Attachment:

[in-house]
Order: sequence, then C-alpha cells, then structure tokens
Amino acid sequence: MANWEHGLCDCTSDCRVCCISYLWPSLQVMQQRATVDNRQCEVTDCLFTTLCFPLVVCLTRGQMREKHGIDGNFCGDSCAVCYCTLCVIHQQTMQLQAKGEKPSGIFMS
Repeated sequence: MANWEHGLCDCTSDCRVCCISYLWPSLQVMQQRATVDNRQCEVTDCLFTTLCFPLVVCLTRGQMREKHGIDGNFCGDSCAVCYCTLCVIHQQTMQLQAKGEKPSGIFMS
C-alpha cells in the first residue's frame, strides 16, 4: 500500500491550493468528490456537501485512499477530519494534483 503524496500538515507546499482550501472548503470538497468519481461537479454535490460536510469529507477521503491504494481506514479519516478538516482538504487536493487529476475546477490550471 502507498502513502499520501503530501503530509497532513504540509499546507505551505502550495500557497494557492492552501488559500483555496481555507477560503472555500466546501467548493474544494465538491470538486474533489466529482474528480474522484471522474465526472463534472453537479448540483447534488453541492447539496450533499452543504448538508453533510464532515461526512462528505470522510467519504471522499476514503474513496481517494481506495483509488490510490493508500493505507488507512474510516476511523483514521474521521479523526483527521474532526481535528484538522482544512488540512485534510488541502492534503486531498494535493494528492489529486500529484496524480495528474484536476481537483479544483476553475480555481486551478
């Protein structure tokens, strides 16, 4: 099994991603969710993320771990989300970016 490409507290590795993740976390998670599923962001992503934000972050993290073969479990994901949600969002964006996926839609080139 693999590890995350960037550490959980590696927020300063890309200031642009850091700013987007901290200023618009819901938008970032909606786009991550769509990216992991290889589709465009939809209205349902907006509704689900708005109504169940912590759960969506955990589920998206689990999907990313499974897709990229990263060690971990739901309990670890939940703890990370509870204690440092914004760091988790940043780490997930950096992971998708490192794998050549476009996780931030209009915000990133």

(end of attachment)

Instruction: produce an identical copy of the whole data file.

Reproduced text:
[in-house]
Order: sequence, then C-alpha cells, then structure tokens
Amino acid sequence: MANWEHGLCDCTSDCRVCCISYLWPSLQVMQQRATVDNRQCEVTDCLFTTLCFPLVVCLTRGQMREKHGIDGNFCGDSCAVCYCTLCVIHQQTMQLQAKGEKPSGIFMS
Repeated sequence: MANWEHGLCDCTSDCRVCCISYLWPSLQVMQQRATVDNRQCEVTDCLFTTLCFPLVVCLTRGQMREKHGIDGNFCGDSCAVCYCTLCVIHQQTMQLQAKGEKPSGIFMS
C-alpha cells in the first residue's frame, strides 16, 4: 500500500491550493468528490456537501485512499477530519494534483 503524496500538515507546499482550501472548503470538497468519481461537479454535490460536510469529507477521503491504494481506514479519516478538516482538504487536493487529476475546477490550471 502507498502513502499520501503530501503530509497532513504540509499546507505551505502550495500557497494557492492552501488559500483555496481555507477560503472555500466546501467548493474544494465538491470538486474533489466529482474528480474522484471522474465526472463534472453537479448540483447534488453541492447539496450533499452543504448538508453533510464532515461526512462528505470522510467519504471522499476514503474513496481517494481506495483509488490510490493508500493505507488507512474510516476511523483514521474521521479523526483527521474532526481535528484538522482544512488540512485534510488541502492534503486531498494535493494528492489529486500529484496524480495528474484536476481537483479544483476553475480555481486551478
């Protein structure tokens, strides 16, 4: 099994991603969710993320771990989300970016 490409507290590795993740976390998670599923962001992503934000972050993290073969479990994901949600969002964006996926839609080139 693999590890995350960037550490959980590696927020300063890309200031642009850091700013987007901290200023618009819901938008970032909606786009991550769509990216992991290889589709465009939809209205349902907006509704689900708005109504169940912590759960969506955990589920998206689990999907990313499974897709990229990263060690971990739901309990670890939940703890990370509870204690440092914004760091988790940043780490997930950096992971998708490192794998050549476009996780931030209009915000990133």